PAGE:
I wouldn’t put my money on the Volvo being as reliable as a Prius. Modern Volvo’s are closer to German cars in terms of reliability and maintenance from my understanding. But I also wouldn’t expect them to be any less reliable than the complex turbocharged powertrains in their non-hybrid vehicles.
 

tempnexus

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STS-134

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Don't know for certain at the moment since I am just exploring

I can comment a little on this: first of all, I think if your car has an ICE, there is absolutely no reason to not at least have some sort of hybridized drivetrain. Idling wastes a hell of a lot of fuel. Some cars try to do away with this problem with a start/stop system, which introduces its own problems (voltage sags when the engine starts, etc). Also, operating an engine at very low power levels on a crappy spot on the brake specific fuel consumption map is also ridiculously inefficient, and all of these inefficiencies go away with a hybridized drivetrain.

HEV Advantages:
- Batteries are very small and, since their weight isn't a great concern, they are made of a chemistry that can tolerate lots of cycling
- The ICE is always warmed up whenever the vehicle is started, and can easily provide heat to the cabin, as well as kick in if maximum power is demanded

HEV Disadvantages:
- Doesn't qualify for HOV stickers in a lot of places
- Can't park in EV charging spaces
- Typically has a ~1km max EV range and only up to about 25 mph. Warming up the ICE for a 3 mile drive down the street is horribly inefficient; you burn all that gas to heat up the engine and cooling system only to shut it down again

PHEV Advantages:
- Qualifies for HOV stickers in a lot of places
- You can park in EV charging spaces which are often the closest to the office/mall/wherever you are going
- You can make short trips without wasting gas warming up the ICE; the batteries are big enough to go a reasonable distance in EV mode
- On very cold days, you can burn gas for heat instead of using inefficient electrical resistance heating.

PHEV Disadvantages:
- Most PHEVs require the engine in order to produce maximum power/acceleration. Since they try to be efficient by not warming up the ICE, if something happens that requires you to command maximum power, the cold ICE must suddenly kick on and generate maximum power. That can't be good for the engine.
- The batteries are big enough to go a reasonable distance in EV mode, but small enough that they get put through a lot of cycles. Since their weight is a concern, they are typically made of Li-ion, which degrades when put through a lot of cycles. Expect about 7-10 years of life before they have to be replaced.
- On very cold days, forget about trying pure EV mode. It's probably more efficient to just use the ICE for heat.
- Probably the most complicated type of car. Has to have an ICE, a battery, motors, and an onboard charger. Basically all of the components of an ICE car + all of the components of a pure EV, in one unit. Do not expect any breaks on maintenance (my PHEV requires oil changes every 5-7.5k miles due to high levels of fuel dilution, probably related to oil not getting up to operating temperature enough to burn off the blow-by. Note that this is 5-7.5k actual miles which is probably something like 2.5-3.75k ICE miles).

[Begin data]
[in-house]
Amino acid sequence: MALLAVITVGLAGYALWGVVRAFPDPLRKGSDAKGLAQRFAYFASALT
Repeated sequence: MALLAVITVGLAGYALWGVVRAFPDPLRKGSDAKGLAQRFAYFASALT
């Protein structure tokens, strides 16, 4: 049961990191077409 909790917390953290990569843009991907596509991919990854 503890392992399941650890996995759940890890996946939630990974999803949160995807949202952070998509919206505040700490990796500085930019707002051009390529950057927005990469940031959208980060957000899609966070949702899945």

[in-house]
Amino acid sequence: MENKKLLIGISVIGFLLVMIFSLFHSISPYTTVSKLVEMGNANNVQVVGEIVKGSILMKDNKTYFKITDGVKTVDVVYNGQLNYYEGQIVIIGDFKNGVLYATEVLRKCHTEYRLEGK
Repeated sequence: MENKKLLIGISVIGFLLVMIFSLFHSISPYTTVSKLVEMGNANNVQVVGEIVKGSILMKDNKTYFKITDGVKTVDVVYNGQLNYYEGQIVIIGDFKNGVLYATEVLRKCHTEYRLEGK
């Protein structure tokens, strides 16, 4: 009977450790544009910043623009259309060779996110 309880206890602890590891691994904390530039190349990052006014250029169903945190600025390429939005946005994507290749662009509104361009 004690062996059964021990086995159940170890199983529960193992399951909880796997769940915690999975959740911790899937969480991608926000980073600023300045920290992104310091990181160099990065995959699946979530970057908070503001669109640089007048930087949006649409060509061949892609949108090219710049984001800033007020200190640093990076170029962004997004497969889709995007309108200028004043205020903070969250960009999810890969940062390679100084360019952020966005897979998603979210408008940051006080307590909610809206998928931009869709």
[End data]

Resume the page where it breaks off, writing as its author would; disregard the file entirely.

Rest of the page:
BEV Advantages:
- Low maintenance costs. Pretty much just tires and wiper blades.
- Longest EV range. You should easily be able to do a full day's driving on a single charge.
- Definitely qualifies for HOV stickers and other types of government incentives
- Most of them have very good 0-60 times
- Batteries don't go through very many cycles because they're large enough (with exception of some vehicles like the old Nissan Leafs). This means that they should probably last the life of the car.

BEV Disadvantages:
- On cold days, your range diminishes, and you're forced to use electrical resistance heating, which is horribly inefficient (except for a few models which have heat pumps, but even then, heat pumps are not efficient when it gets really cold)
- Charging times still suck compared to gas cars. Tesla's Model 3 would need to charge at around 3 megawatts in order to add miles as quickly as you can add miles to a gas car with a gas pump, but actual charge rates are still stuck in the 150 kW range, 20 times slower

Honestly I think the best fleet you can have would probably consist of one pure EV and either a PHEV or HEV.
 
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commonc3nts

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I have a ct200h and for me, the hybrid part does nothing. I get 35 mpg.
Now if I were stuck in stop and go traffic for an hour every day then it would bring it up to over 40 mpg.. But my commute is opposite normal morning traffic so I never do stop and go driving.